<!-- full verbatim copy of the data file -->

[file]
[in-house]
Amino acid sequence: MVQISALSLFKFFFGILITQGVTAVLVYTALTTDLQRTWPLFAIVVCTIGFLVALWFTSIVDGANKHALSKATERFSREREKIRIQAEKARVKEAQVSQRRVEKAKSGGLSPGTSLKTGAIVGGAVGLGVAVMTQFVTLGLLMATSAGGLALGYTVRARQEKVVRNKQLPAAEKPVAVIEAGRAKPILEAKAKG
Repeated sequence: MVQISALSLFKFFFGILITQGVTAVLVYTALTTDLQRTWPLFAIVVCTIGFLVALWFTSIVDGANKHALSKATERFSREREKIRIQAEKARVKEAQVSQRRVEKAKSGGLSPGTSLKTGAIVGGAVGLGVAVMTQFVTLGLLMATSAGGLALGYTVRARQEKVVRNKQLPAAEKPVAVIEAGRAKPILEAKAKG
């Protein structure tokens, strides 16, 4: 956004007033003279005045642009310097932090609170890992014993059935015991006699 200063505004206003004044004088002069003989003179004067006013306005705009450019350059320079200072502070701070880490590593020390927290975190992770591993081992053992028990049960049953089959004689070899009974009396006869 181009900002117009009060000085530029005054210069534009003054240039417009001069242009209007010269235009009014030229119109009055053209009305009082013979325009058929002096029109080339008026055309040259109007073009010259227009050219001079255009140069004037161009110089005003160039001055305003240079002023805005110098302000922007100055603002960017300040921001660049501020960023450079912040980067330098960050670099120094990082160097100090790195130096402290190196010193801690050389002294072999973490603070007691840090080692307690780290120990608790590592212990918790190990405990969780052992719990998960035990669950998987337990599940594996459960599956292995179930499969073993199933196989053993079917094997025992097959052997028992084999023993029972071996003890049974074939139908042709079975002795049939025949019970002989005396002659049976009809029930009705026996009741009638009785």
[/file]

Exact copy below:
[in-house]
Amino acid sequence: MVQISALSLFKFFFGILITQGVTAVLVYTALTTDLQRTWPLFAIVVCTIGFLVALWFTSIVDGANKHALSKATERFSREREKIRIQAEKARVKEAQVSQRRVEKAKSGGLSPGTSLKTGAIVGGAVGLGVAVMTQFVTLGLLMATSAGGLALGYTVRARQEKVVRNKQLPAAEKPVAVIEAGRAKPILEAKAKG
Repeated sequence: MVQISALSLFKFFFGILITQGVTAVLVYTALTTDLQRTWPLFAIVVCTIGFLVALWFTSIVDGANKHALSKATERFSREREKIRIQAEKARVKEAQVSQRRVEKAKSGGLSPGTSLKTGAIVGGAVGLGVAVMTQFVTLGLLMATSAGGLALGYTVRARQEKVVRNKQLPAAEKPVAVIEAGRAKPILEAKAKG
């Protein structure tokens, strides 16, 4: 956004007033003279005045642009310097932090609170890992014993059935015991006699 200063505004206003004044004088002069003989003179004067006013306005705009450019350059320079200072502070701070880490590593020390927290975190992770591993081992053992028990049960049953089959004689070899009974009396006869 181009900002117009009060000085530029005054210069534009003054240039417009001069242009209007010269235009009014030229119109009055053209009305009082013979325009058929002096029109080339008026055309040259109007073009010259227009050219001079255009140069004037161009110089005003160039001055305003240079002023805005110098302000922007100055603002960017300040921001660049501020960023450079912040980067330098960050670099120094990082160097100090790195130096402290190196010193801690050389002294072999973490603070007691840090080692307690780290120990608790590592212990918790190990405990969780052992719990998960035990669950998987337990599940594996459960599956292995179930499969073993199933196989053993079917094997025992097959052997028992084999023993029972071996003890049974074939139908042709079975002795049939025949019970002989005396002659049976009809029930009705026996009741009638009785």